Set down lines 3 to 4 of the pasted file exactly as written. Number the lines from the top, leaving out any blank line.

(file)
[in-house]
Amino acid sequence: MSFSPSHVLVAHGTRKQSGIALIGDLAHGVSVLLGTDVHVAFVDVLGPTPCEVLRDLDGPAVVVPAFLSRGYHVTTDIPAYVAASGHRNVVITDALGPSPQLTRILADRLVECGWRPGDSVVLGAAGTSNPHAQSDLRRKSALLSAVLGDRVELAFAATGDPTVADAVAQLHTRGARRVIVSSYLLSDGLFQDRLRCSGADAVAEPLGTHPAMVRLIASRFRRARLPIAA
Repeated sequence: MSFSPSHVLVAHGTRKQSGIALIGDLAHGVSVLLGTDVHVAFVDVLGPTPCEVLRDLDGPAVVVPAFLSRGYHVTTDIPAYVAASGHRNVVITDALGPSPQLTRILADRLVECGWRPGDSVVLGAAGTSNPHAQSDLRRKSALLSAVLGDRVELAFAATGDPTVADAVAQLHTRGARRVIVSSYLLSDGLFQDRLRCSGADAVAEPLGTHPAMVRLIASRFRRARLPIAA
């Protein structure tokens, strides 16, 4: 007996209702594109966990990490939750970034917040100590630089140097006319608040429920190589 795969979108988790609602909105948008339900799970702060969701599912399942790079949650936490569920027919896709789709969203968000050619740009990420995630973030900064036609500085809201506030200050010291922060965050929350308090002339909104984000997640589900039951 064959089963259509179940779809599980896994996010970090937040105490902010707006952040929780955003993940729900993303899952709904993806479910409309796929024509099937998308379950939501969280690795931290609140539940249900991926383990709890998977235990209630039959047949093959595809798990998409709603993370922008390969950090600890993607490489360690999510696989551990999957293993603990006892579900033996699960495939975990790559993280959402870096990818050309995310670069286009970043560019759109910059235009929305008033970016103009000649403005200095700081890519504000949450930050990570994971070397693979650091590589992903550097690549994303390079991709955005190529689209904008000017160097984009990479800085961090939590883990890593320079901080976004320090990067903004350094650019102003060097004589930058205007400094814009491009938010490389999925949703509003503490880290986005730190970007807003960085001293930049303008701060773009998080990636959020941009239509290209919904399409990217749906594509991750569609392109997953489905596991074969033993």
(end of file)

Repeated sequence: MSFSPSHVLVAHGTRKQSGIALIGDLAHGVSVLLGTDVHVAFVDVLGPTPCEVLRDLDGPAVVVPAFLSRGYHVTTDIPAYVAASGHRNVVITDALGPSPQLTRILADRLVECGWRPGDSVVLGAAGTSNPHAQSDLRRKSALLSAVLGDRVELAFAATGDPTVADAVAQLHTRGARRVIVSSYLLSDGLFQDRLRCSGADAVAEPLGTHPAMVRLIASRFRRARLPIAA
């Protein structure tokens, strides 16, 4: 007996209702594109966990990490939750970034917040100590630089140097006319608040429920190589 795969979108988790609602909105948008339900799970702060969701599912399942790079949650936490569920027919896709789709969203968000050619740009990420995630973030900064036609500085809201506030200050010291922060965050929350308090002339909104984000997640589900039951 064959089963259509179940779809599980896994996010970090937040105490902010707006952040929780955003993940729900993303899952709904993806479910409309796929024509099937998308379950939501969280690795931290609140539940249900991926383990709890998977235990209630039959047949093959595809798990998409709603993370922008390969950090600890993607490489360690999510696989551990999957293993603990006892579900033996699960495939975990790559993280959402870096990818050309995310670069286009970043560019759109910059235009929305008033970016103009000649403005200095700081890519504000949450930050990570994971070397693979650091590589992903550097690549994303390079991709955005190529689209904008000017160097984009990479800085961090939590883990890593320079901080976004320090990067903004350094650019102003060097004589930058205007400094814009491009938010490389999925949703509003503490880290986005730190970007807003960085001293930049303008701060773009998080990636959020941009239509290209919904399409990217749906594509991750569609392109997953489905596991074969033993």